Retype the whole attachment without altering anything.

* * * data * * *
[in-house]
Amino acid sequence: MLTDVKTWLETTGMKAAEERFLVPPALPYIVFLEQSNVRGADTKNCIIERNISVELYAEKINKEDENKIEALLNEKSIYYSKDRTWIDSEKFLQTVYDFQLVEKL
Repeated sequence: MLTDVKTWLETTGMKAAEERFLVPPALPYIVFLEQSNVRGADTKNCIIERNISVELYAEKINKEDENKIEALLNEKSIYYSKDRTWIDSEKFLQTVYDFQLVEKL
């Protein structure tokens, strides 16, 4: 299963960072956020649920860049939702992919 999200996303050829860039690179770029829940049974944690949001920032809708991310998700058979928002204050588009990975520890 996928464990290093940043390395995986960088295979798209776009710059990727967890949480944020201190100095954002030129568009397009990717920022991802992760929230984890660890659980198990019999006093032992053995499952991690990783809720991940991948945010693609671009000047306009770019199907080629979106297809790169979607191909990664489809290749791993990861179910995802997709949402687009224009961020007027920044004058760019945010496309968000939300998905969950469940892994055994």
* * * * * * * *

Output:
[in-house]
Amino acid sequence: MLTDVKTWLETTGMKAAEERFLVPPALPYIVFLEQSNVRGADTKNCIIERNISVELYAEKINKEDENKIEALLNEKSIYYSKDRTWIDSEKFLQTVYDFQLVEKL
Repeated sequence: MLTDVKTWLETTGMKAAEERFLVPPALPYIVFLEQSNVRGADTKNCIIERNISVELYAEKINKEDENKIEALLNEKSIYYSKDRTWIDSEKFLQTVYDFQLVEKL
């Protein structure tokens, strides 16, 4: 299963960072956020649920860049939702992919 999200996303050829860039690179770029829940049974944690949001920032809708991310998700058979928002204050588009990975520890 996928464990290093940043390395995986960088295979798209776009710059990727967890949480944020201190100095954002030129568009397009990717920022991802992760929230984890660890659980198990019999006093032992053995499952991690990783809720991940991948945010693609671009000047306009770019199907080629979106297809790169979607191909990664489809290749791993990861179910995802997709949402687009224009961020007027920044004058760019945010496309968000939300998905969950469940892994055994």